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Indoors, golden candle flames flicker,

Star lights on the Christmas tree glimmer,

Memory-infused ornaments nestle among branches,

A patchwork of love-wrapped gifts creates a crazy quilt of color,

And old, much-loved carols knit one generation to another.

Your inexpressible joy fills my heart, oh God.

 

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Emmanuel, you have come!

God with us—always, everywhere,

Because the Incarnation of God submitted to human form,

And became the Guarantee of eternal life at the Resurrection.

Limitations cast off, transcendence accomplished,

Your unfathomable greatness confounds my thoughts.

 

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With the angels I want to sing of your glory—

With the shepherds I want to proclaim your glad tidings–

With Mary I want to ponder all these things in my heart,

To gaze upon your beauty, Lord—

Your faithfulness and grace to those who believe.

Your profound perfections compel me to worship.

 

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Glory to you, Lord Almighty,

God in the highest, who stooped down low

To scoop one lost lamb out of the chasm of sin

And provided for her a full and abundant life

With all the splendor of heaven yet to come.

Your immeasurable love compels me to surrender.

 

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I exalt you, my God and King; 

I will praise your name forever and ever 

For your ethereal peace and inexpressible joy, 

For your unfathomable greatness and profound perfections, 

For your immeasurable love—Gifted to us not just for Christmas 

But for all eternity.

 

(Art & photo credits:  www.publicdomainpictures.net; http://www.pixabay.com; http://www.youtube.com; http://www.pinterest.com; http://www.quotesgram.com; http://www.pinterest.com.)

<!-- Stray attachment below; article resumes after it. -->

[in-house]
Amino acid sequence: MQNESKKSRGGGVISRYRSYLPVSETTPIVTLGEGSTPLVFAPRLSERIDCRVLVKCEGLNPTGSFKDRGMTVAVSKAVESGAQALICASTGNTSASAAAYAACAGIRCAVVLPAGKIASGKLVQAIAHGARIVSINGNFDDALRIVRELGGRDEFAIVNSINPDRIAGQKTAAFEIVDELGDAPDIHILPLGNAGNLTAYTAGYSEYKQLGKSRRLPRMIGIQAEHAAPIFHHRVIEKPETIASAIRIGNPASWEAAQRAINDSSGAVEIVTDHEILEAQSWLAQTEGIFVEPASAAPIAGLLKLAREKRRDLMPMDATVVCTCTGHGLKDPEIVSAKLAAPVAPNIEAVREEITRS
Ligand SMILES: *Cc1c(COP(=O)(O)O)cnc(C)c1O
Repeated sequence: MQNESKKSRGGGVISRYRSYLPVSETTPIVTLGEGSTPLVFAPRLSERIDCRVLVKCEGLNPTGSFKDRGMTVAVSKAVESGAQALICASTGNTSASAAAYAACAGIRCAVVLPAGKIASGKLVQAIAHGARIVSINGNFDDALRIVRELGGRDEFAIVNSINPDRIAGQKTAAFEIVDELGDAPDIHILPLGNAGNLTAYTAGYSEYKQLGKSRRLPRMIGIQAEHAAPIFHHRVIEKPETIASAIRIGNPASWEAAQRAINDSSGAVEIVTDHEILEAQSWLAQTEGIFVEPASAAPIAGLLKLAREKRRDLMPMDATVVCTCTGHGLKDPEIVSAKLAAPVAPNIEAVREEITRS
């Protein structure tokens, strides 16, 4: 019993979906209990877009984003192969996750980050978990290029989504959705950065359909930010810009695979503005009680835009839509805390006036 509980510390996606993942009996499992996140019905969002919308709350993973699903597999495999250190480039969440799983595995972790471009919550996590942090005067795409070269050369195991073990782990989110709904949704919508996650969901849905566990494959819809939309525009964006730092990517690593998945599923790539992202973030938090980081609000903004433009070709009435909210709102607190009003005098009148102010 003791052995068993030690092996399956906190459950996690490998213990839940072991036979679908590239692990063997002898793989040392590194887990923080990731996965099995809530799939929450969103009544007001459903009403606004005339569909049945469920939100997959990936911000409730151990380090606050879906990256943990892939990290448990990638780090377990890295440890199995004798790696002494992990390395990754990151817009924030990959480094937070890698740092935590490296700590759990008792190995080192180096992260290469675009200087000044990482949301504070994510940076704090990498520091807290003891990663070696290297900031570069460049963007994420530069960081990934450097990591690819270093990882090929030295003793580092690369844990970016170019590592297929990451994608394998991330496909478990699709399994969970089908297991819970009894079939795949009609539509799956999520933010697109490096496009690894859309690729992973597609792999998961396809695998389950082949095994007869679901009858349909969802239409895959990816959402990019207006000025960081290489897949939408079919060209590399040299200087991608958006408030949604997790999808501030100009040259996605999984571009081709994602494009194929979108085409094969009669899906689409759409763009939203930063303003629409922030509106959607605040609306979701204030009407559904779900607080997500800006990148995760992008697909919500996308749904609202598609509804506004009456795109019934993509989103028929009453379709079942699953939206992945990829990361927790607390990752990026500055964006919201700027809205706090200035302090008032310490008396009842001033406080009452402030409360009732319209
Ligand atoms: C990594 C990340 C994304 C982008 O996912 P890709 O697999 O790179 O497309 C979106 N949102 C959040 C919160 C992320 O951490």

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Isaac closed his eyes for a moment and pondered the scripture he had just read:

 

“Make a joyful noise unto the Lord,

all the earth:

Make a loud noise,

And rejoice, and sing praise.”

–Psalm 98:4 KJV

 

A poem began to take shape in his mind, and he picked up his quill to write.

Poetry came as naturally to Isaac Watts as regular conversation to others. Ever since he was a boy he’d taken great pleasure in rhyme and rhythm.

He also appreciated a heart-stirring tune, which is why, as a young man, he found the chanted church music of the day uninspiring and ponderous. At the urging of his father (also a nonconformist), young Isaac set out to write new hymns. In fact, he may have been among the first composers of contemporary Christian music—contemporary for the late 1600s, that is.

As could be expected, his first songs were rejected by some as unworthy for congregational singing. They even called Isaac a heretic because his lyrics were not direct quotes from scripture.  Despite the critics, however, his first volume of Hymns and Spiritual Songs was published in 1707.

 

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Even today, some of his hymn-titles are familiar, including: “When I Survey the Wondrous Cross,” “We’re Marching to Zion,” and “At the Cross.” In all, Isaac Watts wrote more than six hundred hymns.